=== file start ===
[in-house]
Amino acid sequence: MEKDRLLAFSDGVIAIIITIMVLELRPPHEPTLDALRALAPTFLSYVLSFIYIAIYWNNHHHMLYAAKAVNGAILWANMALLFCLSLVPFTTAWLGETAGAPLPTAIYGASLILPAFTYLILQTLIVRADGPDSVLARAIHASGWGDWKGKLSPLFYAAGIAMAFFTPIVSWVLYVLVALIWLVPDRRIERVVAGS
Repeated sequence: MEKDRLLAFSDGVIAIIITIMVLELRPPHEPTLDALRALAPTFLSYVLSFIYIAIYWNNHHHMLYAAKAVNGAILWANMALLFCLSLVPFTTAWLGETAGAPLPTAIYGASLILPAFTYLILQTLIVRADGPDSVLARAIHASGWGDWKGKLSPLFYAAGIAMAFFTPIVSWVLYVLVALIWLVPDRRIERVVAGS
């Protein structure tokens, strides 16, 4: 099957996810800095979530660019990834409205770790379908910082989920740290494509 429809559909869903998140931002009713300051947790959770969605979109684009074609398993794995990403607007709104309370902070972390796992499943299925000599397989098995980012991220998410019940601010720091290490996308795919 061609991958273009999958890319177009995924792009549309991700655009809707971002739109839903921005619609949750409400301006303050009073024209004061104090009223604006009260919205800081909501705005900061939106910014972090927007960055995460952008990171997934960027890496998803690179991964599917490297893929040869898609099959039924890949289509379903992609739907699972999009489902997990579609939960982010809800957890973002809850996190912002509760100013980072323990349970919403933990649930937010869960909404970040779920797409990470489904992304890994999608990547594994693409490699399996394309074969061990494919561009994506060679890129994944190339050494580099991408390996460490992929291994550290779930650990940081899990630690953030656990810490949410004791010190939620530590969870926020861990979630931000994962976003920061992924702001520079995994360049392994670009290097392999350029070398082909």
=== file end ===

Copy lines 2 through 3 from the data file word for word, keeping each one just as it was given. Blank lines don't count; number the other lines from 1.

Amino acid sequence: MEKDRLLAFSDGVIAIIITIMVLELRPPHEPTLDALRALAPTFLSYVLSFIYIAIYWNNHHHMLYAAKAVNGAILWANMALLFCLSLVPFTTAWLGETAGAPLPTAIYGASLILPAFTYLILQTLIVRADGPDSVLARAIHASGWGDWKGKLSPLFYAAGIAMAFFTPIVSWVLYVLVALIWLVPDRRIERVVAGS
Repeated sequence: MEKDRLLAFSDGVIAIIITIMVLELRPPHEPTLDALRALAPTFLSYVLSFIYIAIYWNNHHHMLYAAKAVNGAILWANMALLFCLSLVPFTTAWLGETAGAPLPTAIYGASLILPAFTYLILQTLIVRADGPDSVLARAIHASGWGDWKGKLSPLFYAAGIAMAFFTPIVSWVLYVLVALIWLVPDRRIERVVAGS